USA v. Jawyanna Porchai Pringle, No. 14-12300 (11th Cir. 2014)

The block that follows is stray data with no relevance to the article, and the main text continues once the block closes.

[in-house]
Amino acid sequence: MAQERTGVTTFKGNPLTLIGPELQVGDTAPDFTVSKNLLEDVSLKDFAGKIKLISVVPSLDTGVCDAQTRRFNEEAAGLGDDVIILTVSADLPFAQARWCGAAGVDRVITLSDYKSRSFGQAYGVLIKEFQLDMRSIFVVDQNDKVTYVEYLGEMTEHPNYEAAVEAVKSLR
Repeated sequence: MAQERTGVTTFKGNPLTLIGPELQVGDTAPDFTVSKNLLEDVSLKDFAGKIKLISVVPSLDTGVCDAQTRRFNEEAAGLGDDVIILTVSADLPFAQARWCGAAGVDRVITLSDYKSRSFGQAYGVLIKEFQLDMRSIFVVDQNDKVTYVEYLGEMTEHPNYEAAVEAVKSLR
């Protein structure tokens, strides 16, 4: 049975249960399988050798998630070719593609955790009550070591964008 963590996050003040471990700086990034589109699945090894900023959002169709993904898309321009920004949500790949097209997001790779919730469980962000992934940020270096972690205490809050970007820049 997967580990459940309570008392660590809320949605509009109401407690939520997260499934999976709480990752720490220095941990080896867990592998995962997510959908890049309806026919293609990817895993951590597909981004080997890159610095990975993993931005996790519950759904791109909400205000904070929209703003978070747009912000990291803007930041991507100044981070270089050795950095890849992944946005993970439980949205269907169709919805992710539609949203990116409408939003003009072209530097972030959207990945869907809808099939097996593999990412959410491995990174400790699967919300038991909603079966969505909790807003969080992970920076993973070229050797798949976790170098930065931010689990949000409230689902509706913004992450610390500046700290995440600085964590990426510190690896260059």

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Case: 14-12300 Date Filed: 12/29/2014 Page: 1 of 5 [DO NOT PUBLISH] IN THE UNITED STATES COURT OF APPEALS FOR THE ELEVENTH CIRCUIT ________________________ No. 14-12300 Non-Argument Calendar ________________________ D.C. Docket No. 4:13-cr-00007-WTM-GRS-16 UNITED STATES OF AMERICA, Plaintiff-Appellee, versus JAWYANNA PORCHAI PRINGLE, a.k.a. Jiggie, Defendant-Appellant. ________________________ Appeal from the United States District Court for the Southern District of Georgia ________________________ (December 29, 2014) Before MARCUS, MARTIN and ANDERSON, Circuit Judges. PER CURIAM: Jawyanna Pringle appeals his total 78-month sentence, imposed after he pleaded guilty to two counts of unlawful use of a communication facility to Case: 14-12300 Date Filed: 12/29/2014 Page: 2 of 5 commit a drug crime, in violation of 21 U.S.C. § 843(b). On appeal, Pringle argues that the district court clearly erred by: (1) attributing 13.5 ounces of cocaine to him, because he says he never completed a drug deal and the government witness’s testimony was unreliable; and (2) applying a two-level firearm enhancement to his offense level, because he was only discovered with a firearm after the underlying drug crimes had ended, and the firearm had no connection to those crimes. After thorough review, we affirm. We review a district court’s factual findings of both drug quantity and possession of a firearm during a drug crime for clear error. United States v. Reeves, 742 F.3d 487, 506 (11th Cir. 2014); United States v. Pham, 463 F.3d 1239, 1245 (11th Cir. 2006). Where the district court’s fact-finding resolves conflicting witness testimony, we almost never find clear error, because the district court is in the best position to make credibility determinations. United States v. Rodriguez, 398 F.3d 1291, 1296 (11th Cir. 2005). Section 2D1.6 of the United States Sentencing Guidelines provides that the base offense level for a violation of 21 U.S.C. § 843(b) is the level applicable to the underlying drug offense. Section 2D1.1(a) provides that the base offense level for drug trafficking that did not result in death or serious bodily injury is to be based on the quantity of drugs involved. In a case in which no drugs are seized, the district court must approximate the quantity. U.S.S.G. § 2D1.1, comment. 2 Case: 14-12300 Date Filed: 12/29/2014 Page: 3 of 5 (n.5). The base offense level for a defendant attributed with between 300 and 400 grams of cocaine is 22. U.S.S.G. § 2D1.1(c)(9). The government must establish a drug quantity by a preponderance of the evidence. Reeves, 742 F.3d at 506. The district court may rely on evidence demonstrating the average frequency and amount of the defendant’s drug transactions. Id. The drug quantity may be based on fair, accurate, and conservative estimates, but it may not be based on speculative calculations. Id. Section 2D1.1(b)(1) requires a two-level enhancement if a firearm was possessed during a drug crime. This enhancement is intended to apply “if the weapon was present, unless it is clearly improbable that the weapon was connected with the offense.” U.S.S.G. § 2D1.1, comment. (n.11(b)). The government must establish the presence of a firearm by a preponderance of the evidence. United States v. Audain, 254 F.3d 1286, 1289 (11th Cir. 2001). If it does so, the defendant must show that it is “clearly improbable” that the firearm was connected to the offense. Id. In this case, the district court did not clearly err in either estimating Pringle’s drug quantity or enhancing Pringle’s offense level based on possession of a firearm during his drug transactions. As the record shows, Pringle’s codefendant, Ernest Edwards, testified that he sold a minimum of 9 ounces (approximately 255 grams) to Pringle every week for around a year. 3 The court did not hold Pringle Case: 14-12300 Date Filed: 12/29/2014 Page: 4 of 5 accountable for this amount -- over 13 kilograms, which would have resulted in an offense level 10 points higher -- because there were inconsistencies in Edwards’s testimony. However, the court was convinced that the text messages and phone calls showed that Edwards and Pringle had in fact completed drug transactions. From this conclusion, it made a conservative estimate based on a single minimum sale of 9 ounces, plus 4.5 ounces as the amount of cocaine that could have earned Pringle the $5,000 he had in his possession when he was arrested. This estimation does not amount to clear error. See Reeves, 742 F.3d at 506-07 (finding no clear error where the district court relied conservatively on a coconspirator’s testimony to estimate drug quantity, while recognizing that the coconspirator may have “exaggerated somewhat” and that his testimony included possible inconsistencies). As for Pringle’s claim that the court relied on the evidence to sentence him that it had previously found insufficient, the record shows that while the court initially found the evidence insufficient to settle on a specific drug amount, it continued the hearing to provide time to calculate a better estimate of the amount of cocaine involved. Moreover, Pringle fails to address that at the second hearing, a specific and small amount -- 13.5 ounces -- was presented to the district court, and that was the amount the court relied upon. This amount was drastically reduced from the nine ounces per week for a year (a total of over 13 kilograms) that the probation officer had attributed to Pringle at the initial sentencing hearing. 4 Case: 14-12300 Date Filed: 12/29/2014 Page: 5 of 5 Nor did the district court clearly err in enhancing Pringle’s offense level for possession of a firearm during drug transactions, pursuant to U.S.S.G. § 2D1.1(b)(1). The record reveals that Edwards testified that he’d seen the firearm on Pringle’s person during their drug transactions. This testimony was corroborated at the sentencing hearing when an agent described Edwards’s consistent grand jury testimony from weeks before Pringle’s arrest, and when the agent testified that Pringle was arrested after fleeing from a vehicle that contained a firearm matching Edwards’s description. On this record, the firearm enhancement was supported by a preponderance of the evidence, and Pringle failed to show that it was “clearly improbable” that his possession of a firearm during these drug transactions was not connected to the transactions. AFFIRMED. 5